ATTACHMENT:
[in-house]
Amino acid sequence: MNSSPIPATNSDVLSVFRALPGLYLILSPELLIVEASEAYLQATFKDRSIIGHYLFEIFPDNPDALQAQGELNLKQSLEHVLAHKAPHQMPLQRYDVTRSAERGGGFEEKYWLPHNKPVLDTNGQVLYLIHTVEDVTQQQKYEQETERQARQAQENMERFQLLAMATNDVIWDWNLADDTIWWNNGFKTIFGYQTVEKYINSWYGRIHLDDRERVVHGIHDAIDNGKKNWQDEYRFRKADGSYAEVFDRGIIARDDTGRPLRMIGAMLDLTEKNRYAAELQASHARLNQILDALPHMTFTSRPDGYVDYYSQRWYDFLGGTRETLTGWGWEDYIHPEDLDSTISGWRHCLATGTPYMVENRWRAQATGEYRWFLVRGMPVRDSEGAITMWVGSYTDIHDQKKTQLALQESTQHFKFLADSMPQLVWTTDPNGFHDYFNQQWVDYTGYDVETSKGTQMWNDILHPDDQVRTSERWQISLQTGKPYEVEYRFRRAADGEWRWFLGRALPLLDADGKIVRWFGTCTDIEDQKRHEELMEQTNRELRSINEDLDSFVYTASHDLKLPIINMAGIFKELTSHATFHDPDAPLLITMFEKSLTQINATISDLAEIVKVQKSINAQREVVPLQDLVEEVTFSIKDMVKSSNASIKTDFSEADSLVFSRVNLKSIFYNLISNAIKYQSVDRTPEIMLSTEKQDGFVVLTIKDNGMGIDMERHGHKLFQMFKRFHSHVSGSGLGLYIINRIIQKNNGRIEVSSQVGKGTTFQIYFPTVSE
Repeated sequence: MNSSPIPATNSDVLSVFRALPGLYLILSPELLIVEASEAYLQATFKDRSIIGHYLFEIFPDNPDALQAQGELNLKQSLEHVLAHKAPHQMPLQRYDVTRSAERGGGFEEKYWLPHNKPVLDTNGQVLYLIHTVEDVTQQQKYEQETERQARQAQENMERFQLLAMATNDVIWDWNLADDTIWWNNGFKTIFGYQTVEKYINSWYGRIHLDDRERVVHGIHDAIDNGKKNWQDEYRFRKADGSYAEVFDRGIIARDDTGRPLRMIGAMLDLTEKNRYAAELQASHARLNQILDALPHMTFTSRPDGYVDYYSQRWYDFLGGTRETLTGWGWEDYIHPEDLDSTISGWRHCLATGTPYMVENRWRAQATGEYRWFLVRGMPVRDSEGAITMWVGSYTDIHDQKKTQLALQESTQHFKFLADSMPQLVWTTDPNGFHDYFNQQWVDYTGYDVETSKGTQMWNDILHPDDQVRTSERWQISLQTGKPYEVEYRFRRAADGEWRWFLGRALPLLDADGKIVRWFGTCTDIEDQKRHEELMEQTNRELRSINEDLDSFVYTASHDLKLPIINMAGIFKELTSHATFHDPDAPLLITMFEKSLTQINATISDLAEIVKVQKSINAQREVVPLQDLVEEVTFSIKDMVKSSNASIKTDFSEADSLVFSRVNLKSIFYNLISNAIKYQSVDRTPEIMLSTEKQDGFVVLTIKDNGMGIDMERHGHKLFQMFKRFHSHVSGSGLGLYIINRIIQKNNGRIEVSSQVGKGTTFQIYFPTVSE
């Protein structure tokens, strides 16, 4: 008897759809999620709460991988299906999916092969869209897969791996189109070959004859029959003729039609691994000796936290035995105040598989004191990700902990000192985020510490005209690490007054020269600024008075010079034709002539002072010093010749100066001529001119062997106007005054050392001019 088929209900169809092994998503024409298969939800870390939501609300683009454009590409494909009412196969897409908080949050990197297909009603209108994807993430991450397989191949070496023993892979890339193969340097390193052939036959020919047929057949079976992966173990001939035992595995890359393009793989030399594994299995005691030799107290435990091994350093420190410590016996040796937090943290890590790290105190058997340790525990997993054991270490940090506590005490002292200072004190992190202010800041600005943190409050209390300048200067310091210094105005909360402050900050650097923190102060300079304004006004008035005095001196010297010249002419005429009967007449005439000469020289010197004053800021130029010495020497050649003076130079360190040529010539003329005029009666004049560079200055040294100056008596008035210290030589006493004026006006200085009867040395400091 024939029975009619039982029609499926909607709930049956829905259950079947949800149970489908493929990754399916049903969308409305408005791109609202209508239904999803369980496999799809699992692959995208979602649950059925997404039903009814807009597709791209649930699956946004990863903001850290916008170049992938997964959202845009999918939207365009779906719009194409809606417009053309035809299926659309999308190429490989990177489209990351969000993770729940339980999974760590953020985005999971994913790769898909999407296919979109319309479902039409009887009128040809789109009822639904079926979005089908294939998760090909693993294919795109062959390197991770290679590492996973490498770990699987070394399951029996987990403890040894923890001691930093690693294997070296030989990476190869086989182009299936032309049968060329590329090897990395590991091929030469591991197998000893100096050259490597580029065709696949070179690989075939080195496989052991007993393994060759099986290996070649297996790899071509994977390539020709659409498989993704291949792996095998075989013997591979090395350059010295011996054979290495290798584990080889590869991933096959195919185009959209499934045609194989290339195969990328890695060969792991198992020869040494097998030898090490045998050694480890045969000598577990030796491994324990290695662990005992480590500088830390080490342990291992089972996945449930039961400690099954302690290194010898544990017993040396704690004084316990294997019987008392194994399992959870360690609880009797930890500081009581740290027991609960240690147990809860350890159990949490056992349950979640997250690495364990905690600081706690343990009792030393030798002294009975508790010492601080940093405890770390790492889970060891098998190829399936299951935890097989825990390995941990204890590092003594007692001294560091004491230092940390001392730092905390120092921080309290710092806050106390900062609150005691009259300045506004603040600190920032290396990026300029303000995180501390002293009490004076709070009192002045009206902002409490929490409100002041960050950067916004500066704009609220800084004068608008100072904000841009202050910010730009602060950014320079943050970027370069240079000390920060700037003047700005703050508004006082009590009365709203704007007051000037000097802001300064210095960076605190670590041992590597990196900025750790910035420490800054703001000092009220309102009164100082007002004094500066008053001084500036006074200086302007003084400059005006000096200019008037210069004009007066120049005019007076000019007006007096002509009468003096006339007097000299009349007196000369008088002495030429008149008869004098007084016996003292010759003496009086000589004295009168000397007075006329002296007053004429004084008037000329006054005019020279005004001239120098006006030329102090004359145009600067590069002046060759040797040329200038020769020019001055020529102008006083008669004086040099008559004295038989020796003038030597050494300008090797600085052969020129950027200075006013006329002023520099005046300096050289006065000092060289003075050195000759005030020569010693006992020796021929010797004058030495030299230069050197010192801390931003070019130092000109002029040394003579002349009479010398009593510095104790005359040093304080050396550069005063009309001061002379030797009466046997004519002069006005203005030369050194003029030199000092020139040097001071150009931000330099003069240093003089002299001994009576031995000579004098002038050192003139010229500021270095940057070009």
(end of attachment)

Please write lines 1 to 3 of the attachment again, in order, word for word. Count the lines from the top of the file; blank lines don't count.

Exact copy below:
[in-house]
Amino acid sequence: MNSSPIPATNSDVLSVFRALPGLYLILSPELLIVEASEAYLQATFKDRSIIGHYLFEIFPDNPDALQAQGELNLKQSLEHVLAHKAPHQMPLQRYDVTRSAERGGGFEEKYWLPHNKPVLDTNGQVLYLIHTVEDVTQQQKYEQETERQARQAQENMERFQLLAMATNDVIWDWNLADDTIWWNNGFKTIFGYQTVEKYINSWYGRIHLDDRERVVHGIHDAIDNGKKNWQDEYRFRKADGSYAEVFDRGIIARDDTGRPLRMIGAMLDLTEKNRYAAELQASHARLNQILDALPHMTFTSRPDGYVDYYSQRWYDFLGGTRETLTGWGWEDYIHPEDLDSTISGWRHCLATGTPYMVENRWRAQATGEYRWFLVRGMPVRDSEGAITMWVGSYTDIHDQKKTQLALQESTQHFKFLADSMPQLVWTTDPNGFHDYFNQQWVDYTGYDVETSKGTQMWNDILHPDDQVRTSERWQISLQTGKPYEVEYRFRRAADGEWRWFLGRALPLLDADGKIVRWFGTCTDIEDQKRHEELMEQTNRELRSINEDLDSFVYTASHDLKLPIINMAGIFKELTSHATFHDPDAPLLITMFEKSLTQINATISDLAEIVKVQKSINAQREVVPLQDLVEEVTFSIKDMVKSSNASIKTDFSEADSLVFSRVNLKSIFYNLISNAIKYQSVDRTPEIMLSTEKQDGFVVLTIKDNGMGIDMERHGHKLFQMFKRFHSHVSGSGLGLYIINRIIQKNNGRIEVSSQVGKGTTFQIYFPTVSE
Repeated sequence: MNSSPIPATNSDVLSVFRALPGLYLILSPELLIVEASEAYLQATFKDRSIIGHYLFEIFPDNPDALQAQGELNLKQSLEHVLAHKAPHQMPLQRYDVTRSAERGGGFEEKYWLPHNKPVLDTNGQVLYLIHTVEDVTQQQKYEQETERQARQAQENMERFQLLAMATNDVIWDWNLADDTIWWNNGFKTIFGYQTVEKYINSWYGRIHLDDRERVVHGIHDAIDNGKKNWQDEYRFRKADGSYAEVFDRGIIARDDTGRPLRMIGAMLDLTEKNRYAAELQASHARLNQILDALPHMTFTSRPDGYVDYYSQRWYDFLGGTRETLTGWGWEDYIHPEDLDSTISGWRHCLATGTPYMVENRWRAQATGEYRWFLVRGMPVRDSEGAITMWVGSYTDIHDQKKTQLALQESTQHFKFLADSMPQLVWTTDPNGFHDYFNQQWVDYTGYDVETSKGTQMWNDILHPDDQVRTSERWQISLQTGKPYEVEYRFRRAADGEWRWFLGRALPLLDADGKIVRWFGTCTDIEDQKRHEELMEQTNRELRSINEDLDSFVYTASHDLKLPIINMAGIFKELTSHATFHDPDAPLLITMFEKSLTQINATISDLAEIVKVQKSINAQREVVPLQDLVEEVTFSIKDMVKSSNASIKTDFSEADSLVFSRVNLKSIFYNLISNAIKYQSVDRTPEIMLSTEKQDGFVVLTIKDNGMGIDMERHGHKLFQMFKRFHSHVSGSGLGLYIINRIIQKNNGRIEVSSQVGKGTTFQIYFPTVSE